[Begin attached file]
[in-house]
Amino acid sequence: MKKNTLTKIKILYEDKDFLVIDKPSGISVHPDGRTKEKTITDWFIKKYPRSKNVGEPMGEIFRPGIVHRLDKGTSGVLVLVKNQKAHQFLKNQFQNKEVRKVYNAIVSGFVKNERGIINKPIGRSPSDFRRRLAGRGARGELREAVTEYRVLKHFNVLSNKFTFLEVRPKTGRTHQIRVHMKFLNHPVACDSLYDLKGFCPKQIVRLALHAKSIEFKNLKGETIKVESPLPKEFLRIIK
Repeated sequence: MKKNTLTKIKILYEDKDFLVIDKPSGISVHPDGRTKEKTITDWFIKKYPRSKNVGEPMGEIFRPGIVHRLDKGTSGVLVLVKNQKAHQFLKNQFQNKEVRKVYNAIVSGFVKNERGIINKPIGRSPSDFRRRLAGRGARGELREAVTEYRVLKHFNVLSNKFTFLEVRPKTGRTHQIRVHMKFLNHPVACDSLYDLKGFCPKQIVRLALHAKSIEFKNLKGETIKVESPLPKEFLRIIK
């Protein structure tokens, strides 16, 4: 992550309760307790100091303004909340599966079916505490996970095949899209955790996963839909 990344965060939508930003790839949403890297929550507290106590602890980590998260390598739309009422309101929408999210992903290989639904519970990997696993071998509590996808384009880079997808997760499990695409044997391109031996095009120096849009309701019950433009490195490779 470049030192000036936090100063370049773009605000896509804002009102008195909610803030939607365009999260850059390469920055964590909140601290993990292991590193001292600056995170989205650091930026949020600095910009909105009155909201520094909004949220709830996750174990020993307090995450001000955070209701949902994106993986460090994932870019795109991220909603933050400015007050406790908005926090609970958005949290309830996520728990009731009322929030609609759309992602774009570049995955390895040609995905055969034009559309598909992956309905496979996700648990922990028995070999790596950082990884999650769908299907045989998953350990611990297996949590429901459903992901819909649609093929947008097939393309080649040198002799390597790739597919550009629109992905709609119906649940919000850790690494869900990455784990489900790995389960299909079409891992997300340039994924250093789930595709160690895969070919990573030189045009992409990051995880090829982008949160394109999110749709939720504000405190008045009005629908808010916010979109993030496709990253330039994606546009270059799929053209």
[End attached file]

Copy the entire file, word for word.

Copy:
[in-house]
Amino acid sequence: MKKNTLTKIKILYEDKDFLVIDKPSGISVHPDGRTKEKTITDWFIKKYPRSKNVGEPMGEIFRPGIVHRLDKGTSGVLVLVKNQKAHQFLKNQFQNKEVRKVYNAIVSGFVKNERGIINKPIGRSPSDFRRRLAGRGARGELREAVTEYRVLKHFNVLSNKFTFLEVRPKTGRTHQIRVHMKFLNHPVACDSLYDLKGFCPKQIVRLALHAKSIEFKNLKGETIKVESPLPKEFLRIIK
Repeated sequence: MKKNTLTKIKILYEDKDFLVIDKPSGISVHPDGRTKEKTITDWFIKKYPRSKNVGEPMGEIFRPGIVHRLDKGTSGVLVLVKNQKAHQFLKNQFQNKEVRKVYNAIVSGFVKNERGIINKPIGRSPSDFRRRLAGRGARGELREAVTEYRVLKHFNVLSNKFTFLEVRPKTGRTHQIRVHMKFLNHPVACDSLYDLKGFCPKQIVRLALHAKSIEFKNLKGETIKVESPLPKEFLRIIK
């Protein structure tokens, strides 16, 4: 992550309760307790100091303004909340599966079916505490996970095949899209955790996963839909 990344965060939508930003790839949403890297929550507290106590602890980590998260390598739309009422309101929408999210992903290989639904519970990997696993071998509590996808384009880079997808997760499990695409044997391109031996095009120096849009309701019950433009490195490779 470049030192000036936090100063370049773009605000896509804002009102008195909610803030939607365009999260850059390469920055964590909140601290993990292991590193001292600056995170989205650091930026949020600095910009909105009155909201520094909004949220709830996750174990020993307090995450001000955070209701949902994106993986460090994932870019795109991220909603933050400015007050406790908005926090609970958005949290309830996520728990009731009322929030609609759309992602774009570049995955390895040609995905055969034009559309598909992956309905496979996700648990922990028995070999790596950082990884999650769908299907045989998953350990611990297996949590429901459903992901819909649609093929947008097939393309080649040198002799390597790739597919550009629109992905709609119906649940919000850790690494869900990455784990489900790995389960299909079409891992997300340039994924250093789930595709160690895969070919990573030189045009992409990051995880090829982008949160394109999110749709939720504000405190008045009005629908808010916010979109993030496709990253330039994606546009270059799929053209």